The sad truth about Instagram is that it used to be much better than it is today. Usually products and services iterate and improve over time, but that is arguably not the case with Instagram. The photo sharing social network has an unfortunate pattern of removing good features, adding unnecessary features, and ignoring feature requests. Maybe it makes for a better Instagram overall, but it's not my ideal Instagram.
Since version 1.0 on iPhone, Instagram has:
- Removed the original set of filters, including the beloved black and white Gotham filter.
- Removed live photo filters (iOS 7's Camera app features live photo filters, very useful for understanding how a filter will impact a photo before you capture it).
- Changed its icon. This wasn't a problem for most people at the time, but with modern iOS design language, the original icon would probably be less obnoxious. At any rate, it shows Instagram wasn't afraid to change their icon, but these days it seems they're either terrified or too stubborn to step away from it.
- Added an Android version. This is fine, but did the former changes occur to afford the app's expansion to iOS's competition? Originally, the social network was only iPhone-captured photos, save for the occasional #latergram imported from someone's Canon or Nikon. Having photos shared from a Samsung Galaxy S or an HTC One doesn't really dilute the experience, everyone's photos probably suck most of the time despite which device was used, but displaying EXIF info similar to how Flickr does would be pretty cool.
- Added video sharing. This is definitely obnoxious is *has* diluted the Instagram experience. Why did Instagram do this? Probably Vine.
- Added private photo and video sharing plus comments with Instagram Direct. This is probably never used. I'll occasionally send an Instagram Direct to a friend to troll; half the joke is remembering that the feature is even there. Why did Instagram do this? Probably Snapchat.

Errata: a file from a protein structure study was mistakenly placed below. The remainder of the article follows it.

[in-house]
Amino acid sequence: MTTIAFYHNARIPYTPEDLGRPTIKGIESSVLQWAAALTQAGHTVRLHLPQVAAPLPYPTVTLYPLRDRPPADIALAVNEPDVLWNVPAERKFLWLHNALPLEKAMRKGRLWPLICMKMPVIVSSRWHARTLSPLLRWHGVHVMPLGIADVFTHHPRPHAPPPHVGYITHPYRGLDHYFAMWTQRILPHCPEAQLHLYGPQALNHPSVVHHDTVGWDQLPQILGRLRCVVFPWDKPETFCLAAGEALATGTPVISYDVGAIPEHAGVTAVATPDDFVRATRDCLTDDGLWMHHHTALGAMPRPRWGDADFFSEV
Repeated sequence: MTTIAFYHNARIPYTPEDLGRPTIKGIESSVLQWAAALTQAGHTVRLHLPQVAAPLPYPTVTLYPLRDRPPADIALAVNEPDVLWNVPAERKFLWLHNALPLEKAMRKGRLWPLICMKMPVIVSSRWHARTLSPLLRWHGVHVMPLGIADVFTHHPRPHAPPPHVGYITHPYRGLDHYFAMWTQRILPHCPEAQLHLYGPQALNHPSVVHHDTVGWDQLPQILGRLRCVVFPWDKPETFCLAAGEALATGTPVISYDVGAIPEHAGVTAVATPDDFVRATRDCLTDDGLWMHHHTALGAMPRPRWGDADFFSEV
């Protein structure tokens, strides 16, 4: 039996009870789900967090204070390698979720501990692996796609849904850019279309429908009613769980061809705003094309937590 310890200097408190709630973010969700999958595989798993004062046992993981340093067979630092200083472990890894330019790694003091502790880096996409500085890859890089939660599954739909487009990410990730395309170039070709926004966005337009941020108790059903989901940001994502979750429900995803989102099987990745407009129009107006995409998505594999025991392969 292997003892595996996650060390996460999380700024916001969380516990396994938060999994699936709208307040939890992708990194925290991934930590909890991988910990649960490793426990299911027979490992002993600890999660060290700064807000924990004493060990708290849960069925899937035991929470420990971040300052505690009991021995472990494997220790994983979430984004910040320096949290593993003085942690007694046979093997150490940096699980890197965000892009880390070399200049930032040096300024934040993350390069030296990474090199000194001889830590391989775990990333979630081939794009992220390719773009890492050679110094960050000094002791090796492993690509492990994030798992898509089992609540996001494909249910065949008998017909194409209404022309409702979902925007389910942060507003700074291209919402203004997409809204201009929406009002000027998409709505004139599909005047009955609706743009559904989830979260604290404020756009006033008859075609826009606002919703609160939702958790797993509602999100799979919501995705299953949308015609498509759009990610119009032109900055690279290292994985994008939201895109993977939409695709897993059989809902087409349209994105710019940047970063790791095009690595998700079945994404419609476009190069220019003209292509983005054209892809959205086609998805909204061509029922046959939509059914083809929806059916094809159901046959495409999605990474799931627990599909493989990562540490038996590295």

- Added advanced photo editing tools and more toggles and controls for the existing filters. This is sort of clunky and potentially makes the sharing process slower and more complex. Why did Instagram do this? Maybe people were requesting this, maybe its developers were scratching their own itch, but probably Flickr.
- Replaced Foursquare location data with Facebook's location not-so data.
Despite the long list of changes above, Instagram has not:
- Released an iPad-optimized version. Facebook notoriously took ages to release an iPad-optimized client and only recently released its Messenger app for iPad (which presumably took litter effort), so it's no surprise that Instagram has focused on adding video support and private sharing rather than a really good first-party iPad app. Certainly fewer people capture and share photos from the iPad, but the larger canvas makes for a much better photo viewing experience, and Photo Stream makes it possible to capture a good iPhone photo and later evaluate and share it from the iPad. I've even shot some pretty good photos from my iPad, and I frequently share from my iPad on the blown-up iPhone app.
- Updated its icon to fit in with the rest of our iOS 7 icons. The icon stands out on any home screen and not in a good way. This is one part perplexing, one part insulting.
- Released a fully functioning website. The current website does some of the things like interacting with shared photos and viewing images, but searching keyboards, viewing notifications, and sharing photos is not supported. Oh well, at least we have Instagram Direct!
The rest of Instagram's bloated features wouldn't bother me so much if an updated icon and iPad version surfaced tomorrow. Either of those two additions would greatly excite me, but at this rate its not exactly something I'm expecting anytime soon. Instameh.